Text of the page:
We can start our FLAME pools hot or cold. For arguments sake, let’s say we have scale-to-zero behavior and an infrequently accessed app. What does our cold start time look like? We can update our app to show Starting browser on the local node when the user hits go, which will change to Loading page when the FLAME starts up with headless chrome. Here’s what that looks like: can start a fresh copy of our app in 3-5s, which includes headless chrome. We can also see how resubmitting the form catches the hot runners before they idle down from inactivity.

For this use case, cold starts aren’t an issue, but what if a three second cold start is too slow for your problem?

To avoid cold starts, we could configure our FLAME pool to always keep a single runner alive. Or we could configure our pool to warm up a number of runners at app start so our own cold deploys don’t cause users to hit a cold FLAME pool. Then those warmed up runners can idle down if no work is needed. The configuration to do that looks this:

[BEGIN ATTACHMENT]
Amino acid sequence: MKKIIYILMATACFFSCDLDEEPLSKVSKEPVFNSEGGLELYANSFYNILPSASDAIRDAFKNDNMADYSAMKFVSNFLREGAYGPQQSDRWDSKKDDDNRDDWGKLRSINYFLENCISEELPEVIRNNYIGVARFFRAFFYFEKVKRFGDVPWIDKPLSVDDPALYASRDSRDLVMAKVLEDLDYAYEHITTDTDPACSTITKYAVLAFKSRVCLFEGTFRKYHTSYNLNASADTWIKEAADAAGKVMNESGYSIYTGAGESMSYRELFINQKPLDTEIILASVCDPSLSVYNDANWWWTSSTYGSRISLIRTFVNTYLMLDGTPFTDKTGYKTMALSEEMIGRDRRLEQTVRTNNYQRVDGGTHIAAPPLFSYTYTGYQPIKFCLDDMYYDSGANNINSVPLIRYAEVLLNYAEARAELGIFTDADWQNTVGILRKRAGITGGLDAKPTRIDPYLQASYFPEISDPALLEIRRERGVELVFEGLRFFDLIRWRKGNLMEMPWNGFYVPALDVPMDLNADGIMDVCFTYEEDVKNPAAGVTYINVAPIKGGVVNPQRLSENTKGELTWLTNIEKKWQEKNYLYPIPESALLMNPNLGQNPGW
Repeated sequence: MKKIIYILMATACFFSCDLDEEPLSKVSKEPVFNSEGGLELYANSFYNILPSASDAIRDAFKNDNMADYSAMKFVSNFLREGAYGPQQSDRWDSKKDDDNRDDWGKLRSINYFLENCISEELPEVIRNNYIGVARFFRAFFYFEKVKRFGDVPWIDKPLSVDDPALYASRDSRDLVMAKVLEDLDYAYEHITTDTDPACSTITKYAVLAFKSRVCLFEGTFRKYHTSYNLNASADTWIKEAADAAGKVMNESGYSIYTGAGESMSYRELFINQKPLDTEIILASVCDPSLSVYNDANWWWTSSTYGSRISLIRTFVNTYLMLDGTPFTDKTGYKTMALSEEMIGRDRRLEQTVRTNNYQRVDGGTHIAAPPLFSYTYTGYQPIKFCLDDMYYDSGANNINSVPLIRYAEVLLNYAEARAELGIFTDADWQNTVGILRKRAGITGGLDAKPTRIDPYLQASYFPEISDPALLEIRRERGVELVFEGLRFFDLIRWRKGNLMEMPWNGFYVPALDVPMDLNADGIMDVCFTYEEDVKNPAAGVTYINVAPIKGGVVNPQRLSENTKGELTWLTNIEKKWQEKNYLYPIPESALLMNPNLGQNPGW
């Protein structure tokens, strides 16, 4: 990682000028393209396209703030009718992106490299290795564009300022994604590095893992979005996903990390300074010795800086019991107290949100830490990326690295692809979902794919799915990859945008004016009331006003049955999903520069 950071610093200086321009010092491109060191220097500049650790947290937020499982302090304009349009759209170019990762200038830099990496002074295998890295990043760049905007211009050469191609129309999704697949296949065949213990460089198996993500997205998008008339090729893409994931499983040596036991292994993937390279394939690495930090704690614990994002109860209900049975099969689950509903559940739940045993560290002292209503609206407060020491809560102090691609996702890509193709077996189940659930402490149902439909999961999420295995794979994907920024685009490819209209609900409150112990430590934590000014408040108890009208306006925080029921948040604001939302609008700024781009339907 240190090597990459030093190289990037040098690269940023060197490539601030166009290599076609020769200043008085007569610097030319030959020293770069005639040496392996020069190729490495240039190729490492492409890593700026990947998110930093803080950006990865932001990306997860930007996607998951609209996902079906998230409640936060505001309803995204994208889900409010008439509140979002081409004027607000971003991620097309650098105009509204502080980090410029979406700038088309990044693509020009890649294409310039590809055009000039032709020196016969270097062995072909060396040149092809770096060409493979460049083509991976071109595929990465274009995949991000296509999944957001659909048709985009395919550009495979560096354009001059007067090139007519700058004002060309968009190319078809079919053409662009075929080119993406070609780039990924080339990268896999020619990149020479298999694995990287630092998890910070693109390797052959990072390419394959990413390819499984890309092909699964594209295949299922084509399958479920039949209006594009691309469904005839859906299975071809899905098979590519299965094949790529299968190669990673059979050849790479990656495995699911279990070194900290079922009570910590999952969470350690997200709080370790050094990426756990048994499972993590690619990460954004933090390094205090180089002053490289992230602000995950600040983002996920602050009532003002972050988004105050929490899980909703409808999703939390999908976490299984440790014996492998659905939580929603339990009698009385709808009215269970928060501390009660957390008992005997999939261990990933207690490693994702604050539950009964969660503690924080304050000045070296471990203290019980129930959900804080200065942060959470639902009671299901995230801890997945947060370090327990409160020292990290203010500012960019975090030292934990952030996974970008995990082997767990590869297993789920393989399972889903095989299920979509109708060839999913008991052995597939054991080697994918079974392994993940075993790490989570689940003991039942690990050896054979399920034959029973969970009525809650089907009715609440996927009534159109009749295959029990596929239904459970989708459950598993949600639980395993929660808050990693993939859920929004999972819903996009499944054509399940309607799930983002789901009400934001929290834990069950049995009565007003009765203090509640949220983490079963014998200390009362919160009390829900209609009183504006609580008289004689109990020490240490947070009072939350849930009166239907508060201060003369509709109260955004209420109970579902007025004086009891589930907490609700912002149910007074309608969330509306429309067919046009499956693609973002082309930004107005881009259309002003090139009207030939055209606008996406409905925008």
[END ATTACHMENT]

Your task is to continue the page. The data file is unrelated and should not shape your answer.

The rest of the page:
name: WPS.BrowserRunner,
 min: 1,
 max: 50,
 max_concurrency: 20,
 min_idle_shutdown_after: :timer.seconds(30),
 idle_shutdown_after: :timer.seconds(30)}

Here we start the app with a single warmed up BrowserRunner, and up to a maximum of 50 runners that each can service 20 concurrent web page visits. We also configure a 30s idle shutdown for the general pool operation, as well as the warmed up initial runner. The pool will grow and shrink elastically as load comes and goes.

Solving the problem vs removing the problem

Just imagine what this would have taken on your FaaS of choice.

To achieve elastic scale with “only pay for what you use!” pricing, you would stand up separate deployment pipelines of various lambdas, configure SNS or SQS queues, and write the glue back in your application.

You would also need to configure god knows what kind of availability zones and knobs to run your functions at the edge.

Or you could use FLAME and remove these problems entirely. With Elixir and FLAME you write the code and carry on with life. If you need to scale, you put it into a FLAME and start shipping your next features. FLAME machines on launch by default in the same region as their parent, because of course they do.

It’s really as simple as that.

My ElixirConfEU talk covers the motivations for FLAME, as well as few other demos that are worth checking out.

You can also read more about FLAME in the original post, or check out the documentation for integration in your own applications.

Happy hacking!

–Chris ❤️ Elixir is a great way to run your Phoenix LiveView apps. It’s really easy to get started. You can be running in minutes.